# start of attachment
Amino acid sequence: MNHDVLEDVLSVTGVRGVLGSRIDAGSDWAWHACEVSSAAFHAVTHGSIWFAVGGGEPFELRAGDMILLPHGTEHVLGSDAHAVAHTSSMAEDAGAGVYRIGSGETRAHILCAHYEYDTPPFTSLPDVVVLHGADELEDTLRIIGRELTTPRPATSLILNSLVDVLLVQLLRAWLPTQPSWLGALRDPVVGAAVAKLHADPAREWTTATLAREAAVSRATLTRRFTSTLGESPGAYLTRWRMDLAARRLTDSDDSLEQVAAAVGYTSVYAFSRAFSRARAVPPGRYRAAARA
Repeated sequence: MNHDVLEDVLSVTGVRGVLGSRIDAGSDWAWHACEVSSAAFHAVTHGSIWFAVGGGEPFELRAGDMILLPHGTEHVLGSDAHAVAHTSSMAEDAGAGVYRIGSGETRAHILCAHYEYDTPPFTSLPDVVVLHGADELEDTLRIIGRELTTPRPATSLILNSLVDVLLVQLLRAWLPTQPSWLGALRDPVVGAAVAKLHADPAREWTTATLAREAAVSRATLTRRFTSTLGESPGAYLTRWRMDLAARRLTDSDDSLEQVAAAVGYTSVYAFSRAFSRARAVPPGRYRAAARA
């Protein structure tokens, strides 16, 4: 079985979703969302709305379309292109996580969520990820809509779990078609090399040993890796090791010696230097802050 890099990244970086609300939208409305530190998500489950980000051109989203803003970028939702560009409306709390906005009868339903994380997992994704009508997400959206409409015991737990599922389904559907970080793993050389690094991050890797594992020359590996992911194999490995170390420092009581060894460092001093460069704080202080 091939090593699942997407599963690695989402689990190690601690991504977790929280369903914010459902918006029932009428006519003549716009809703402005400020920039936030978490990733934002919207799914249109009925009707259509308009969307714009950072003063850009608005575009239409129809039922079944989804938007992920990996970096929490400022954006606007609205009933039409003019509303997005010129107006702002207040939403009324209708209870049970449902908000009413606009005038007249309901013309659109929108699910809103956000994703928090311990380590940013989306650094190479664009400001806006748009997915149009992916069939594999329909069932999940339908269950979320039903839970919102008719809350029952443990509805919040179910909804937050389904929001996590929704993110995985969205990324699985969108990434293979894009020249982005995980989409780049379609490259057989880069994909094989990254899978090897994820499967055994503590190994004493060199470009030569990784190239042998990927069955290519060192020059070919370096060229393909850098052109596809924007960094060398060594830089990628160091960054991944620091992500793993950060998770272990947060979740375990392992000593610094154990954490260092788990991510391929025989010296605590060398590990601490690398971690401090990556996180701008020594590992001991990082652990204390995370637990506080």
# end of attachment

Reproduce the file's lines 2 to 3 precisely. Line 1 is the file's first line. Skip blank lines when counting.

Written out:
Repeated sequence: MNHDVLEDVLSVTGVRGVLGSRIDAGSDWAWHACEVSSAAFHAVTHGSIWFAVGGGEPFELRAGDMILLPHGTEHVLGSDAHAVAHTSSMAEDAGAGVYRIGSGETRAHILCAHYEYDTPPFTSLPDVVVLHGADELEDTLRIIGRELTTPRPATSLILNSLVDVLLVQLLRAWLPTQPSWLGALRDPVVGAAVAKLHADPAREWTTATLAREAAVSRATLTRRFTSTLGESPGAYLTRWRMDLAARRLTDSDDSLEQVAAAVGYTSVYAFSRAFSRARAVPPGRYRAAARA
């Protein structure tokens, strides 16, 4: 079985979703969302709305379309292109996580969520990820809509779990078609090399040993890796090791010696230097802050 890099990244970086609300939208409305530190998500489950980000051109989203803003970028939702560009409306709390906005009868339903994380997992994704009508997400959206409409015991737990599922389904559907970080793993050389690094991050890797594992020359590996992911194999490995170390420092009581060894460092001093460069704080202080 091939090593699942997407599963690695989402689990190690601690991504977790929280369903914010459902918006029932009428006519003549716009809703402005400020920039936030978490990733934002919207799914249109009925009707259509308009969307714009950072003063850009608005575009239409129809039922079944989804938007992920990996970096929490400022954006606007609205009933039409003019509303997005010129107006702002207040939403009324209708209870049970449902908000009413606009005038007249309901013309659109929108699910809103956000994703928090311990380590940013989306650094190479664009400001806006748009997915149009992916069939594999329909069932999940339908269950979320039903839970919102008719809350029952443990509805919040179910909804937050389904929001996590929704993110995985969205990324699985969108990434293979894009020249982005995980989409780049379609490259057989880069994909094989990254899978090897994820499967055994503590190994004493060199470009030569990784190239042998990927069955290519060192020059070919370096060229393909850098052109596809924007960094060398060594830089990628160091960054991944620091992500793993950060998770272990947060979740375990392992000593610094154990954490260092788990991510391929025989010296605590060398590990601490690398971690401090990556996180701008020594590992001991990082652990204390995370637990506080």